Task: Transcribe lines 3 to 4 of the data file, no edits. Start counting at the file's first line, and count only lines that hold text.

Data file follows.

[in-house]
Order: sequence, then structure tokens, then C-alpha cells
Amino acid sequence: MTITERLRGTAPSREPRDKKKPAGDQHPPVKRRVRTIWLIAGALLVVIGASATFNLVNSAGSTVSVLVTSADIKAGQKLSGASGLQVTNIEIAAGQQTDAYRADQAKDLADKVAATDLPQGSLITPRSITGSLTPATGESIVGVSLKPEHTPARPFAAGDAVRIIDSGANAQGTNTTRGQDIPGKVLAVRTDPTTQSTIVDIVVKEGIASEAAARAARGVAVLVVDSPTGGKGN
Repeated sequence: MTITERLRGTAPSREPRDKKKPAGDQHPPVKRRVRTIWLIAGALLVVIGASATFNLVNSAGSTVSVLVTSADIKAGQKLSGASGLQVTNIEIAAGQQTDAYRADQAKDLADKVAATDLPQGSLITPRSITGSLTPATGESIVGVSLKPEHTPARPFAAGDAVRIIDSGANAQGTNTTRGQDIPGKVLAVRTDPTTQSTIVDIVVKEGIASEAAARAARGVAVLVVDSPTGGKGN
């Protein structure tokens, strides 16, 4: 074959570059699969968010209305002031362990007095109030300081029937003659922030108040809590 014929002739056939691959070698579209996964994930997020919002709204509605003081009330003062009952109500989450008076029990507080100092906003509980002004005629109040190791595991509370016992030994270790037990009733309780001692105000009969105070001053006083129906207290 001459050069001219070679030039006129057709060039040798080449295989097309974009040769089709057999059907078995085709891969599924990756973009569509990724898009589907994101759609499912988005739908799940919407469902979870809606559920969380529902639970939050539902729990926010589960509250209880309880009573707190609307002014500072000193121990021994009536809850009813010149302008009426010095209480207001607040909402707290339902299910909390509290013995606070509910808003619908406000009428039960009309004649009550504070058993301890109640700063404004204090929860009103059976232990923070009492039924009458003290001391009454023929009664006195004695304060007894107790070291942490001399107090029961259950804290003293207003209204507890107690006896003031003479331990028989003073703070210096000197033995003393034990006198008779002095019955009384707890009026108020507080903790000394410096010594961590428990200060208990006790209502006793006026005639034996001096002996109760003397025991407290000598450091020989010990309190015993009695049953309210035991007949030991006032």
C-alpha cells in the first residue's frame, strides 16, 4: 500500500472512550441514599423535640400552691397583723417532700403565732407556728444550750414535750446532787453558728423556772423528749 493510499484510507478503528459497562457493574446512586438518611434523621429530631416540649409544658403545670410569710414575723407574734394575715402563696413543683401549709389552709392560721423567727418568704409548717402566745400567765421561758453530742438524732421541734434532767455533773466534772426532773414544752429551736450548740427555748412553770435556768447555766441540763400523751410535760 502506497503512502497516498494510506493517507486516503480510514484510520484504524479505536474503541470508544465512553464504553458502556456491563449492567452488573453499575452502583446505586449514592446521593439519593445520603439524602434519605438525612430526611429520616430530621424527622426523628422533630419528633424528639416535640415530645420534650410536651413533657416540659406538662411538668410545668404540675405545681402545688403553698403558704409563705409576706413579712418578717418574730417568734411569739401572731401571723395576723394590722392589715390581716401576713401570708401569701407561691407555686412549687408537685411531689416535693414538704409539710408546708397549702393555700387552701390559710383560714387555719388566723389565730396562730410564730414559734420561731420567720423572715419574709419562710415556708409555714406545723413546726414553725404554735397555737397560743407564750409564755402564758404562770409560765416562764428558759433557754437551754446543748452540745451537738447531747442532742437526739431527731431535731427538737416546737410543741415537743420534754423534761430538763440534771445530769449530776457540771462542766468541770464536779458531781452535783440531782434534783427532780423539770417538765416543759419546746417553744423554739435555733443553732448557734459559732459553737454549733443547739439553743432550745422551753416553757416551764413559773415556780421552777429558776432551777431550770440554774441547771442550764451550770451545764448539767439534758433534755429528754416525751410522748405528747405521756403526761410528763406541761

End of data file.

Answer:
Amino acid sequence: MTITERLRGTAPSREPRDKKKPAGDQHPPVKRRVRTIWLIAGALLVVIGASATFNLVNSAGSTVSVLVTSADIKAGQKLSGASGLQVTNIEIAAGQQTDAYRADQAKDLADKVAATDLPQGSLITPRSITGSLTPATGESIVGVSLKPEHTPARPFAAGDAVRIIDSGANAQGTNTTRGQDIPGKVLAVRTDPTTQSTIVDIVVKEGIASEAAARAARGVAVLVVDSPTGGKGN
Repeated sequence: MTITERLRGTAPSREPRDKKKPAGDQHPPVKRRVRTIWLIAGALLVVIGASATFNLVNSAGSTVSVLVTSADIKAGQKLSGASGLQVTNIEIAAGQQTDAYRADQAKDLADKVAATDLPQGSLITPRSITGSLTPATGESIVGVSLKPEHTPARPFAAGDAVRIIDSGANAQGTNTTRGQDIPGKVLAVRTDPTTQSTIVDIVVKEGIASEAAARAARGVAVLVVDSPTGGKGN